Well, I’ll have to get used to adjusting my morning ritual. I rolled out a little early and was in the Hovel by 2. But I hit a snag.

When Coincidence released, I went to view the book. And frankly, the blurb was stupid. So I rewrote it.

Then I uploaded it to Smashwords, D2D, and Amazon, then uploaded the whole thing to BundleRabbit (can’t do pre-orders there). And that took up the whole first hour, which I had hoped to spend on searching for items of interest, etc.

Of course, that “emergency” won’t arise every day. So I’ll try the new revised morning schedule starting tomorrow. Testing — that’s what this December transition period is all about. (grin)

I did do the “Of Interest” thing, of course, and then took a break at 4.

Back in the Hovel at 4:20, and I wrote the little topic above. Then I decided to cross-post it to the Pro Writers blog. It will appear there in late February.

So I finally got to the novel at 5. (grin)

I wrote for a couple of hours with only a short break, then took another longer break. My wife and I are planning a trip to Sierra Vista today.

Up at the house, I told her I’d like to write for another hour or so and she was amenable. Then I got back out here and realized that isn’t what it’s supposed to be.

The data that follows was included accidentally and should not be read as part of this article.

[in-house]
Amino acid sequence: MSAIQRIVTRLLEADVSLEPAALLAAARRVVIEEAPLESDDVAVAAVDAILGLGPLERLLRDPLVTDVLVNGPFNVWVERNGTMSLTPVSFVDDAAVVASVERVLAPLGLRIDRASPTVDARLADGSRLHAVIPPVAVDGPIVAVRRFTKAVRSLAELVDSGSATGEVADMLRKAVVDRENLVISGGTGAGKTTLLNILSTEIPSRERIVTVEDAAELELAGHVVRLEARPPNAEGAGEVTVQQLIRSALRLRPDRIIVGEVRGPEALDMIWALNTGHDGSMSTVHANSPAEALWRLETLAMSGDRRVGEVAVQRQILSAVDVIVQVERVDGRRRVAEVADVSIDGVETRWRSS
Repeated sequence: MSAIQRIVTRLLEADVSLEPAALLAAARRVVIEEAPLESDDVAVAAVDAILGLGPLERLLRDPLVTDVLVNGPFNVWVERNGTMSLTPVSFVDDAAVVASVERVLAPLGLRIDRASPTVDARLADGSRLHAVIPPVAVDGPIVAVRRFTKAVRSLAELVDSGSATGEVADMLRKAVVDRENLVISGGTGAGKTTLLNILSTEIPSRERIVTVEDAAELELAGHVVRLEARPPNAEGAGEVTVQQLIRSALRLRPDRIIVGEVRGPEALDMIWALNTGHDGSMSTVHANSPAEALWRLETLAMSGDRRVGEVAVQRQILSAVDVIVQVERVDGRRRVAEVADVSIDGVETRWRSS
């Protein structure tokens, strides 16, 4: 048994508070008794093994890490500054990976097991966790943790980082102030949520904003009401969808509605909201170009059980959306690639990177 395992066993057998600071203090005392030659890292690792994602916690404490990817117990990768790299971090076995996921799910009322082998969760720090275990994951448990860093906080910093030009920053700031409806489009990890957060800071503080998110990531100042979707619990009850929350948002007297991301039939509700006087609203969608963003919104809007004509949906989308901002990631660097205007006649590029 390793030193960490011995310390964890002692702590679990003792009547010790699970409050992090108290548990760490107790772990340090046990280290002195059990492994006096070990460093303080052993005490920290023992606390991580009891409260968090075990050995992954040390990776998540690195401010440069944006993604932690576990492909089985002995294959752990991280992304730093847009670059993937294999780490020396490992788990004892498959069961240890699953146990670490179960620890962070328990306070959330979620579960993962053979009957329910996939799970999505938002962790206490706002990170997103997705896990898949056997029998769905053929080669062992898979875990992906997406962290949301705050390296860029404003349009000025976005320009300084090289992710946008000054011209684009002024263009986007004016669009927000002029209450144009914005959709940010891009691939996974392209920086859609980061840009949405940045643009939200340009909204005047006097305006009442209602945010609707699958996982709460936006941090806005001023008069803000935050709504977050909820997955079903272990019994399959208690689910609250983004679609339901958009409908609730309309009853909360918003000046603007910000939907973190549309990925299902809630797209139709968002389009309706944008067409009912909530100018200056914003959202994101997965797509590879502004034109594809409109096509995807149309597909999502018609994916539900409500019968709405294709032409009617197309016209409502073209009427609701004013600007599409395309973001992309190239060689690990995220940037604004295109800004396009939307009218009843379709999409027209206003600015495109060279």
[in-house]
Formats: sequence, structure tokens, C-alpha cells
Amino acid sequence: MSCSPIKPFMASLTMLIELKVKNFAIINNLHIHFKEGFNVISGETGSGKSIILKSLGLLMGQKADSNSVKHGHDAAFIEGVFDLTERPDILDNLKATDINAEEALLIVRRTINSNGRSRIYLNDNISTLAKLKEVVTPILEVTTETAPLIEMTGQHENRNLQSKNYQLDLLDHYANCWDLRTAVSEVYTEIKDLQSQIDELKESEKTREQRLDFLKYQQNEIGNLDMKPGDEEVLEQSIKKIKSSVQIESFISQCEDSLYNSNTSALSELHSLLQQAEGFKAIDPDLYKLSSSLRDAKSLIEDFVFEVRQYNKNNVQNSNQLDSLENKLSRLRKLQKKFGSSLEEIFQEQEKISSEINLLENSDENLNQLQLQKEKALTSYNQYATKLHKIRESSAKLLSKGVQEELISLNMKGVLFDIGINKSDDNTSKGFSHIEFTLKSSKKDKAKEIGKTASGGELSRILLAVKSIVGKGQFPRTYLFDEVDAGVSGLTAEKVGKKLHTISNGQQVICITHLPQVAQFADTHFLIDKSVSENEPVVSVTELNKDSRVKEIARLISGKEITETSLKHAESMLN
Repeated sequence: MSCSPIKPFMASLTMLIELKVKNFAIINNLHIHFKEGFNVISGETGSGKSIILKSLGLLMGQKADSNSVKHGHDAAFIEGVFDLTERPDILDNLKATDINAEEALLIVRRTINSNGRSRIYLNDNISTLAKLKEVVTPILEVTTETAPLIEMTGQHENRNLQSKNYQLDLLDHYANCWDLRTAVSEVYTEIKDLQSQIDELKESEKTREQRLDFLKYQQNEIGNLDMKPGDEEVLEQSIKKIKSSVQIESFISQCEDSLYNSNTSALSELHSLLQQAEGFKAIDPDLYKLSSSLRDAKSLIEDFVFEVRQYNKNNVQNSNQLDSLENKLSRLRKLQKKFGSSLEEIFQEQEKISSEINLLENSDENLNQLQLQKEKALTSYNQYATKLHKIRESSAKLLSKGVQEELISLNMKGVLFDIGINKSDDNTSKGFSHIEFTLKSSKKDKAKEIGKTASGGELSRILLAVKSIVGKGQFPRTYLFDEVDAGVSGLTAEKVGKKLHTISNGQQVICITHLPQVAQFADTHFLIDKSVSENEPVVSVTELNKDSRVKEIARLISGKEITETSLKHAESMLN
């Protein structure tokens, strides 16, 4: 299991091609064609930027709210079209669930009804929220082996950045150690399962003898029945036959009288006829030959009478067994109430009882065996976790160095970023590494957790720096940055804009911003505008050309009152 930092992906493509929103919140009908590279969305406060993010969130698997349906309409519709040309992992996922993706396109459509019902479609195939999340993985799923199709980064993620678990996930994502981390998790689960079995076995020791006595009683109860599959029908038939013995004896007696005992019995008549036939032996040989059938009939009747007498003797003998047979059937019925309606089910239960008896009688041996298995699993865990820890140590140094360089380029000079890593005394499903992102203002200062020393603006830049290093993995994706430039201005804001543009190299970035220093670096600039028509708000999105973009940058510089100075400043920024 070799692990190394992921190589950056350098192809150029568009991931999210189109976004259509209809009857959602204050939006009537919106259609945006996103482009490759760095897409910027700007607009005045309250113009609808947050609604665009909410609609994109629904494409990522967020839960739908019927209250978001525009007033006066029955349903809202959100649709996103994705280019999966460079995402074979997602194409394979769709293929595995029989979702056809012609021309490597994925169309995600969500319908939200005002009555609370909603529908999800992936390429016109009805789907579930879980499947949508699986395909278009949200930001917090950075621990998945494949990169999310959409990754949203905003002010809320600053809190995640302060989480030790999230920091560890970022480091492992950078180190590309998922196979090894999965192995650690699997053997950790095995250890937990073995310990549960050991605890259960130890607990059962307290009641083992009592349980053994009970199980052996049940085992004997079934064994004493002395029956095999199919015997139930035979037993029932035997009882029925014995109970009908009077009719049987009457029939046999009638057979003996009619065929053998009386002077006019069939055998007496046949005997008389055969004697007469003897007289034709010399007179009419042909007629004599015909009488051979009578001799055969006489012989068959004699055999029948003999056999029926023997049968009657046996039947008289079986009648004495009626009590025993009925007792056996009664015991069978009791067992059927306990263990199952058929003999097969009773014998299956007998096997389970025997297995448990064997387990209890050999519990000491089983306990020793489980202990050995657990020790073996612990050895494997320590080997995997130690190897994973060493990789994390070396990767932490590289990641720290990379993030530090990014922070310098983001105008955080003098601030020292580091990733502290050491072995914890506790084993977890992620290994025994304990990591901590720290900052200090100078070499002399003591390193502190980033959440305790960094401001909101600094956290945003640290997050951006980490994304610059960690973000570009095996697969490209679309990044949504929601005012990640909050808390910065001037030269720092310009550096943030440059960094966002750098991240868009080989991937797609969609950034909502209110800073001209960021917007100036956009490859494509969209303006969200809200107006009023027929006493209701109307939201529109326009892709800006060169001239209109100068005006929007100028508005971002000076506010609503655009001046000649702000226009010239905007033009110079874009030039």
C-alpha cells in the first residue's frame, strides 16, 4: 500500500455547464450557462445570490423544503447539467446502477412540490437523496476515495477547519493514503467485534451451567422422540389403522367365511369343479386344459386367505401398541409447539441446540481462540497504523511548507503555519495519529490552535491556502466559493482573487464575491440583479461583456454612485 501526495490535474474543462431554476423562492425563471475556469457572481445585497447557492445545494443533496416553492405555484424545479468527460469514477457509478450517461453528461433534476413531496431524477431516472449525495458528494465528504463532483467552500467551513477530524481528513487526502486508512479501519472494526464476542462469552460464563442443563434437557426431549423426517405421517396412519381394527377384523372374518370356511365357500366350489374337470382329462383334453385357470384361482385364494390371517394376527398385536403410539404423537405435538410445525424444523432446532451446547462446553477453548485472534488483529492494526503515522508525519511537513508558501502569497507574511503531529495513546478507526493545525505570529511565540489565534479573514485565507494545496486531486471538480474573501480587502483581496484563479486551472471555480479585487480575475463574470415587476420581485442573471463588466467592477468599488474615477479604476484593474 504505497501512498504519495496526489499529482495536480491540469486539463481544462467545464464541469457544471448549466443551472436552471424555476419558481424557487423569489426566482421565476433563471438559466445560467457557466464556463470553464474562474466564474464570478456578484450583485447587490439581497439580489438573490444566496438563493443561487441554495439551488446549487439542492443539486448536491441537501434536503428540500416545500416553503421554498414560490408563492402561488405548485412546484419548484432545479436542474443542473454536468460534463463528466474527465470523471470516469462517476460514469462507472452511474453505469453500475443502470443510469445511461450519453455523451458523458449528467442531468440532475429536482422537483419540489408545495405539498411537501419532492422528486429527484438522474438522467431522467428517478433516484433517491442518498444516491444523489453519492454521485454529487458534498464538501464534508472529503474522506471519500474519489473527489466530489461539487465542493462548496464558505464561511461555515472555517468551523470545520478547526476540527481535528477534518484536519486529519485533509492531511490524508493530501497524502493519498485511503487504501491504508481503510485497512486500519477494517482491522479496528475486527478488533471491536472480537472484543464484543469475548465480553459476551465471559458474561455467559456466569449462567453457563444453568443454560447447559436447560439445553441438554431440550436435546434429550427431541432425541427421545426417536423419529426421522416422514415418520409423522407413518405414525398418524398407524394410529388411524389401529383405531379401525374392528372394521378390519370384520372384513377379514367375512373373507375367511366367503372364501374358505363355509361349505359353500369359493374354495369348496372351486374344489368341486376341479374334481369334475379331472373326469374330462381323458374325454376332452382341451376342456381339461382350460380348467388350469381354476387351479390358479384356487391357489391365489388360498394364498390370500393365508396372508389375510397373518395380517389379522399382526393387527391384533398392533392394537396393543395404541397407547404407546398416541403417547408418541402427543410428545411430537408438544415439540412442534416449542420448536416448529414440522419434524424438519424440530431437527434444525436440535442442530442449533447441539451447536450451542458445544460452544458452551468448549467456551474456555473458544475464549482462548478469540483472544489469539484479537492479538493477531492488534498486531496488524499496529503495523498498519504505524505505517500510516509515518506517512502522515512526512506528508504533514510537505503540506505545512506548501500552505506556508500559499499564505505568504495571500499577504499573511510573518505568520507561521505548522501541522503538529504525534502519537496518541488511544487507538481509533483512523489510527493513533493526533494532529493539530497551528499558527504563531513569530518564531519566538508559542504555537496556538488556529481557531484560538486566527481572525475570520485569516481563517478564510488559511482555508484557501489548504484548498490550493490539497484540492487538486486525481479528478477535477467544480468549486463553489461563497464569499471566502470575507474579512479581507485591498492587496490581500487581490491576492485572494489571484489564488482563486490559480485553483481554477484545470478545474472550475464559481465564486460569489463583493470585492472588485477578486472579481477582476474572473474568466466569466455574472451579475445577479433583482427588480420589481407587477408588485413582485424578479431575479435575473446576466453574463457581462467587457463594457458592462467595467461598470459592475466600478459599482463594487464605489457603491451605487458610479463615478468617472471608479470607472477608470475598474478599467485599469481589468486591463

This morning’s SNAFU was my own fault for not having the blurb right for my book in the first place. And my take is that when I make a mistake, I, not she, should pay for it. So I’m calling it a day at almost 2000 words.

I guess that’ll teach me to be all happy when I have a thousand words in the bank. (grin) Besides, I still have the rest of December to practice.

Talk with you again soon.

Of Interest

See the comments (other than mine) on “How to Think About a Challenge” at Some great stuff.

See “Various Stuff” at Especially the last paragraph about gift boxes closing soon.

See “The Organ Recital” at

Fiction Words: 1873
Nonfiction Words: 990 (Journal)
So total words for the day: 2863

Writing of “Cazadores” (novel, tentative title)

Day 1…… 4917 words. Total words to date…… 4917
Day 2…… 1873 words. Total words to date…… 6790

Total fiction words for the month……… 31300
Total fiction words for the year………… 489983
Total nonfiction words for the month… 8710
Total nonfiction words for the year…… 180396
Total words for the year (fiction and this blog)…… 670129

Calendar Year 2018 Novels to Date………………………… 10
Calenday Year 2018 Novellas to Date…………………… 3
Calendar Year 2018 Short Stories to Date……… 11
Novels (since Oct 19, 2014)………………………………………… 36
Novellas (since Nov 1, 2015)……………………………………… 7
Short stories (since Apr 15, 2014)……………………… 193
Short story collections…………………………………………………… 31

4 thoughts on “The Journal, Saturday, December 15”

  1. I’m bad with homophones. It’s not that I don’t know the difference. It’s that when I’m in the zone, the words are coming out of my fingers as they sound (cycling hasn’t seemed to help, I guess because I’m still in the creative voice). So, I tell my reader and copy-editor about these blindspots. Some still slip through…ugh. I have “site” for “sight” in my book for example. *shrugs* try my best.

    • Hey Tony, Nobody’s perfect. I have the same problem, though I usually catch them. The one “big” thing my first reader alwayy watches for is when I drop the “ed” at the end of a past-tense word. I do that a lot. Sometimes reading your work aloud helps.